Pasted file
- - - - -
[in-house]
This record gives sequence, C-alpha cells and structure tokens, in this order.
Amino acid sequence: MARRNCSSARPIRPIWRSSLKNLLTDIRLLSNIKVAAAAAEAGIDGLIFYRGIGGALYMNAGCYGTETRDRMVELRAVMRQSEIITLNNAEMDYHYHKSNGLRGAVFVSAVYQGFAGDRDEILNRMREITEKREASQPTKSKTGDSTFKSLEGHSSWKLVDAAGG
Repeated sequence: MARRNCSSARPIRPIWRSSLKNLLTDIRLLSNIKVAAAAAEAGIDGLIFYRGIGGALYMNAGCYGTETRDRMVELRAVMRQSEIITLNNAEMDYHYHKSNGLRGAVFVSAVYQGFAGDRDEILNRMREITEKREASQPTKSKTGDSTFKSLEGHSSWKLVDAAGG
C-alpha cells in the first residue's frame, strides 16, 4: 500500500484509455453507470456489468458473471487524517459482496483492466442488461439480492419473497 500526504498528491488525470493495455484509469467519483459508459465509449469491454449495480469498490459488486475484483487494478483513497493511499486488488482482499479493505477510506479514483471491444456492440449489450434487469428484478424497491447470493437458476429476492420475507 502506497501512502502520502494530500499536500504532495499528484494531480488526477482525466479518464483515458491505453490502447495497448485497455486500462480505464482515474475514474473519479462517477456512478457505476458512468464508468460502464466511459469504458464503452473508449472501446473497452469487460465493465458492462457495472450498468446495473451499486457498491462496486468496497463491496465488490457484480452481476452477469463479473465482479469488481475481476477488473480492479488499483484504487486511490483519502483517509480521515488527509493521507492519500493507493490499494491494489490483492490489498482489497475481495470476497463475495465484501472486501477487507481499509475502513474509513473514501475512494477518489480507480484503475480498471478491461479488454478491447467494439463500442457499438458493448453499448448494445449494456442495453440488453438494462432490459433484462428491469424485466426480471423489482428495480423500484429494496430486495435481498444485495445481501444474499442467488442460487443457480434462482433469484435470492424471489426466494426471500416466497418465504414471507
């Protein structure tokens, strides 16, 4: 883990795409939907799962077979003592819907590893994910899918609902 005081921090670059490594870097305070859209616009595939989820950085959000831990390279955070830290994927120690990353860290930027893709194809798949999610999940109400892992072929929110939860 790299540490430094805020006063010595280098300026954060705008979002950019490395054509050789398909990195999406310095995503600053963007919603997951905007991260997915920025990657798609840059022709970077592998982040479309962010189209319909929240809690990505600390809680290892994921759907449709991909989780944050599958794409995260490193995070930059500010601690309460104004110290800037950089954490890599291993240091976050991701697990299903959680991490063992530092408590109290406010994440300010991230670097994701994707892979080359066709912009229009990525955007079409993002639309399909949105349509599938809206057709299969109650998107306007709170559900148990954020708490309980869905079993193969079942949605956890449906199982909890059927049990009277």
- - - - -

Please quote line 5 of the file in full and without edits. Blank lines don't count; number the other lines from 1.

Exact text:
C-alpha cells in the first residue's frame, strides 16, 4: 500500500484509455453507470456489468458473471487524517459482496483492466442488461439480492419473497 500526504498528491488525470493495455484509469467519483459508459465509449469491454449495480469498490459488486475484483487494478483513497493511499486488488482482499479493505477510506479514483471491444456492440449489450434487469428484478424497491447470493437458476429476492420475507 502506497501512502502520502494530500499536500504532495499528484494531480488526477482525466479518464483515458491505453490502447495497448485497455486500462480505464482515474475514474473519479462517477456512478457505476458512468464508468460502464466511459469504458464503452473508449472501446473497452469487460465493465458492462457495472450498468446495473451499486457498491462496486468496497463491496465488490457484480452481476452477469463479473465482479469488481475481476477488473480492479488499483484504487486511490483519502483517509480521515488527509493521507492519500493507493490499494491494489490483492490489498482489497475481495470476497463475495465484501472486501477487507481499509475502513474509513473514501475512494477518489480507480484503475480498471478491461479488454478491447467494439463500442457499438458493448453499448448494445449494456442495453440488453438494462432490459433484462428491469424485466426480471423489482428495480423500484429494496430486495435481498444485495445481501444474499442467488442460487443457480434462482433469484435470492424471489426466494426471500416466497418465504414471507